The answer to this question depends upon two things:  the context of the question and the timeframe being discussed.  As a part of normal business processes – performance targets, budgets, sales forecasts, and so on – a specific target is set.  For example, achieve $250,000 in annual sales.  This is an annual objective that has interim measures – daily, weekly, monthly, or quarterly.  The annual measure is usually static; the interim measures are “flexible” – if a measure is achieved ahead of time, it might logically be increased to continue to challenge the organization.  If it is missed, the performance gap may be rolled into the next period –to be “made up”.

Moving targets are often a part of robust financial forecast and analysis process.  Setting annual budgets and performance targets is simply the beginning of the financial management process.  As starting points, budgets lay the groundwork for operational performance within the fiscal or calendar year.  It is based upon the business’ best estimates, information, and assumptions about what the organization can do, should do, and expects to do.

As the budget year gets underway, new information and actual results occur that can be incorporated.  Think of the process this way, toward the end of the current fiscal or calendar year (possibly earlier), the business begins taking a look at expectations and plans for the next budget year.  These operating plans and assumptions take into consideration what the business has accomplished in the current year, economic conditions, client base, “capacity,” and known and anticipated opportunities.  All of this information is quantified into a sales or revenue plan for the coming year.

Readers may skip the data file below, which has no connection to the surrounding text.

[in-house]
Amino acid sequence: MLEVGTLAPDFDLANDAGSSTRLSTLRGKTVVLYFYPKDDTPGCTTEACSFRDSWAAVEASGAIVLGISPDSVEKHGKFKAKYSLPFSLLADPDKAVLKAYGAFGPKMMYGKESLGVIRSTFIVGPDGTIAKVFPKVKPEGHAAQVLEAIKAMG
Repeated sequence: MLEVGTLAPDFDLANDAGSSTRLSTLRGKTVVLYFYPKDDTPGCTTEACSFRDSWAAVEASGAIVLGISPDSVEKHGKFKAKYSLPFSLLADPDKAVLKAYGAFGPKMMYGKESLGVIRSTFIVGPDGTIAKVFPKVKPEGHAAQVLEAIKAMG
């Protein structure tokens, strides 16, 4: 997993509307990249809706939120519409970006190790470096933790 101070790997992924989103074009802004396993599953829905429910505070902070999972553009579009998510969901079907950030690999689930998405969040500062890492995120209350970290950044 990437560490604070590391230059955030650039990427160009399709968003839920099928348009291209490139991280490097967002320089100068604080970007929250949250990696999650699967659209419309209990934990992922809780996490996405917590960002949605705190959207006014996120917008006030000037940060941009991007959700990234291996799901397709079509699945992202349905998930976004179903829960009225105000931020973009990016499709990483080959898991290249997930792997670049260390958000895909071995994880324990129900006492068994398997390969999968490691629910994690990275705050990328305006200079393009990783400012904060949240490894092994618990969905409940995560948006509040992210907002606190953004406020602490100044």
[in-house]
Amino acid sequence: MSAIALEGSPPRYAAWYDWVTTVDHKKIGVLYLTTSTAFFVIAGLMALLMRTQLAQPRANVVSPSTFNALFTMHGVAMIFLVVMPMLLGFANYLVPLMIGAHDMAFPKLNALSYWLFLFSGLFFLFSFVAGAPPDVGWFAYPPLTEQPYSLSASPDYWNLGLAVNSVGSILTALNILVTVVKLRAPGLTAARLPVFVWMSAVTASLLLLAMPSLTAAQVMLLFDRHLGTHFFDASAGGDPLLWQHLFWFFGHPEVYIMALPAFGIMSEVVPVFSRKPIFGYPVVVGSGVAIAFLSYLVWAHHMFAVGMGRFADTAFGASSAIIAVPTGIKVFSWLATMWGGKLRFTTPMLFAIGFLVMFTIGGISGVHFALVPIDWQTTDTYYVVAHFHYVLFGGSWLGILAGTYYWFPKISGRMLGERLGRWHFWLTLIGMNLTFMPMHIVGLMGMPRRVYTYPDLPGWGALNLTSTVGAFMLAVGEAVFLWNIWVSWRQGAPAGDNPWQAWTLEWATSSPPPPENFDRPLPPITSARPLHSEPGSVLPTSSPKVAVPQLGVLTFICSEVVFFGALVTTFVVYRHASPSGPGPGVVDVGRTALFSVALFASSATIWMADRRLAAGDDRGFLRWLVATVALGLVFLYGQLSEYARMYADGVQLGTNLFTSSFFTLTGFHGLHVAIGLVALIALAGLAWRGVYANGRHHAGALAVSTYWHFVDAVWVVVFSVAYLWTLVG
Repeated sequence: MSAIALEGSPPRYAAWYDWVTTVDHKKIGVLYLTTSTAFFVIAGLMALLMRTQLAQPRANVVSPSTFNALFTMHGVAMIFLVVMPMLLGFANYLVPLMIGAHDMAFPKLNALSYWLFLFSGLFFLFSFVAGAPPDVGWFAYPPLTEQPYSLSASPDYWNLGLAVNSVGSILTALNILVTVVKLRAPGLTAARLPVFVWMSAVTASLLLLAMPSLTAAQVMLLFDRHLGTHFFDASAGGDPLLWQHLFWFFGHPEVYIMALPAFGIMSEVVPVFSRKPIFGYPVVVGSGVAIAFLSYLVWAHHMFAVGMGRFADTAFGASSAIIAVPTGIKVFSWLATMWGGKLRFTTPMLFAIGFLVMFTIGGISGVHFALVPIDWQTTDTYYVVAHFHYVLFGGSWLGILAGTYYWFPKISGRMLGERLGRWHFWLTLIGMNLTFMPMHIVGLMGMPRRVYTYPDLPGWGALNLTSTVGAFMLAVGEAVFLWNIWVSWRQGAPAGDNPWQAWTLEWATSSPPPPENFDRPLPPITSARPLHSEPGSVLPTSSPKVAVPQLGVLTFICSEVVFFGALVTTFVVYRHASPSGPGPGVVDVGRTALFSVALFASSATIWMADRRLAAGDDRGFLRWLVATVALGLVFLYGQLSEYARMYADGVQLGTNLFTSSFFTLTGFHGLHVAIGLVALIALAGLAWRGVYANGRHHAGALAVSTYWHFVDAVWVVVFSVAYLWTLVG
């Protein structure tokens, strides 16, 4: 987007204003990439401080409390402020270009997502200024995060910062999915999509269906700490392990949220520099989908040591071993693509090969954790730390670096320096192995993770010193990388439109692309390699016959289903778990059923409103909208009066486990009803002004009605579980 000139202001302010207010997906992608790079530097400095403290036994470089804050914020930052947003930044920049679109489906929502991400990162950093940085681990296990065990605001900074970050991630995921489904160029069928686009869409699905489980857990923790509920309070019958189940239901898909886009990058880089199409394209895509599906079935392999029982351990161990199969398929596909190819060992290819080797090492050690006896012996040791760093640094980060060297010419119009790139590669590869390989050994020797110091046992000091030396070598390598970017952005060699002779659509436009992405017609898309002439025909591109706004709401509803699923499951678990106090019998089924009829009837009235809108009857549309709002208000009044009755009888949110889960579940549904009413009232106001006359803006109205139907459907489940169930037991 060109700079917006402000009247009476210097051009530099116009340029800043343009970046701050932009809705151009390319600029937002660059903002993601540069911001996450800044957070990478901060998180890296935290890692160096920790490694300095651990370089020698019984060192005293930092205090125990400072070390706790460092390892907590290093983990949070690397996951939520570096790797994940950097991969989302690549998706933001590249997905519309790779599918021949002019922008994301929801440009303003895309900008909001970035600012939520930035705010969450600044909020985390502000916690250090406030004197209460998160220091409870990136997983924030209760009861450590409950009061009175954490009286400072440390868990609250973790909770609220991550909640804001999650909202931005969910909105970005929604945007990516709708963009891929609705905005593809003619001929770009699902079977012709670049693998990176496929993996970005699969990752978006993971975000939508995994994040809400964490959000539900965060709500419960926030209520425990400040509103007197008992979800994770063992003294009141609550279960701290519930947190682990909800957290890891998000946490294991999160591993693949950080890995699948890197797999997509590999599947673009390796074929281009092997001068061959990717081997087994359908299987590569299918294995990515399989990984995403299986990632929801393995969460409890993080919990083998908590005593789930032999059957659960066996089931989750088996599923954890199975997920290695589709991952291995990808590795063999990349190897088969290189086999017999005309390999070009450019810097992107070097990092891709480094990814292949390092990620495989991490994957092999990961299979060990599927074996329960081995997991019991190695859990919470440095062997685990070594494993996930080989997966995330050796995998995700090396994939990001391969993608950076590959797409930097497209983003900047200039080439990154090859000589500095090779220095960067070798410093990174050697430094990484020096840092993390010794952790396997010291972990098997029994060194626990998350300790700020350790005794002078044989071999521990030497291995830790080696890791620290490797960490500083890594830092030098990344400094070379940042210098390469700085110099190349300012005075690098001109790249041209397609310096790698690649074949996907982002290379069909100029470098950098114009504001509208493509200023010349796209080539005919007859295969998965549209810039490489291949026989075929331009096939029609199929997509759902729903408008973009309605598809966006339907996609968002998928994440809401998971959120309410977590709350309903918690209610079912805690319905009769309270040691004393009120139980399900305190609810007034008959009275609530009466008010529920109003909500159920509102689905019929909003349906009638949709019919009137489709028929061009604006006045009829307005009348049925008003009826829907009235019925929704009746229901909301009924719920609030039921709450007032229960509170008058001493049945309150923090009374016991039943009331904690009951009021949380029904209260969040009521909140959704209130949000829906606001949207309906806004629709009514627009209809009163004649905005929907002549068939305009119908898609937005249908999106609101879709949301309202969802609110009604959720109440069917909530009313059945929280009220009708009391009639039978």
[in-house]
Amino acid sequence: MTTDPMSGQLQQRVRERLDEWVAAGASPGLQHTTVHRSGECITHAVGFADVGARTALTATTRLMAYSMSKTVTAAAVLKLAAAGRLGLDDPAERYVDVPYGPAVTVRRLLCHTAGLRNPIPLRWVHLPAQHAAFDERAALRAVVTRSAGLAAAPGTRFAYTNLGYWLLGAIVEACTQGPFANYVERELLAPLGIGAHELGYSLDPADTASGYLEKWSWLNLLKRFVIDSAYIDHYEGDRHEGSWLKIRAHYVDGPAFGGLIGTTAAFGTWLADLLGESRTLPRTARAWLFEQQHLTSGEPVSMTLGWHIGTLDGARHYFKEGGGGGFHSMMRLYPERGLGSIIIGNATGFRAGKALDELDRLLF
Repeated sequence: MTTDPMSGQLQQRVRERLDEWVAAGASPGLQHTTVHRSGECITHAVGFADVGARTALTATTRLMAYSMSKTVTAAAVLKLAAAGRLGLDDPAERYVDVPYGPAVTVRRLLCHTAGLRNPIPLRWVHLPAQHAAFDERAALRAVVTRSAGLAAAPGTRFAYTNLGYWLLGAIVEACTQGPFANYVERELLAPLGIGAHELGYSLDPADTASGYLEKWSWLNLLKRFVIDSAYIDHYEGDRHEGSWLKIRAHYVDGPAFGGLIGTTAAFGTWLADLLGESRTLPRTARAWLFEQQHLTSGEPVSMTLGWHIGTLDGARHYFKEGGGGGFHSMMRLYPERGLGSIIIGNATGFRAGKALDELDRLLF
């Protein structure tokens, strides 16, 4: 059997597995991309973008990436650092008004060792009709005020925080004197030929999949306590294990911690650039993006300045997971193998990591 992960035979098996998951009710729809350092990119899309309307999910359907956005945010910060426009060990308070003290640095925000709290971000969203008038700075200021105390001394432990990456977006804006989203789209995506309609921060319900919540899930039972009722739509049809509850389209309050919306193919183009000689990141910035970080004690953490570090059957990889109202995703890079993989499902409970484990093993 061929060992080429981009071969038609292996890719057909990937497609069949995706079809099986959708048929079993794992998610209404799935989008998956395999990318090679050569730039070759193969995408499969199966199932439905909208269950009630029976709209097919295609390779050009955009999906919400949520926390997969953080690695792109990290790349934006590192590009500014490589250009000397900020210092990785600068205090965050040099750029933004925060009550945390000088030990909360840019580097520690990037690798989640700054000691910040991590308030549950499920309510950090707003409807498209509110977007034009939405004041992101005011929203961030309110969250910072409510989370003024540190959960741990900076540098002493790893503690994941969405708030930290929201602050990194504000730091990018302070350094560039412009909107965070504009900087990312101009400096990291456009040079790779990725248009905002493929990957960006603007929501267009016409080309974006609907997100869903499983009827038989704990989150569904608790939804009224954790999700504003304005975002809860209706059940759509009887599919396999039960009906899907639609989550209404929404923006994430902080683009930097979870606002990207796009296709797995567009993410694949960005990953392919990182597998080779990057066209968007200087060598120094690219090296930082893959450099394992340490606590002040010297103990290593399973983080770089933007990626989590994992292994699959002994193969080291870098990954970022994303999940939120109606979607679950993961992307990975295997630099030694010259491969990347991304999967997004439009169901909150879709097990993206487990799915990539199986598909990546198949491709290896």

Once the sales and revenue projections are completed, it is time to plan the costs of delivering products and services, for administration, and infrastructure investment required to support the planned sales/revenue.  All of this information comes together in pro forma financial statements that are the business’ “best estimate” of the coming year’s performance.  For some businesses, the process stops here.  The budget or plan is set and, at most, it may be used as a comparison for what actually happens.  Often it sits on someone’s desk or gets tucked away in a drawer or on a shelf.  It isn’t an integral part of the business of managing the business.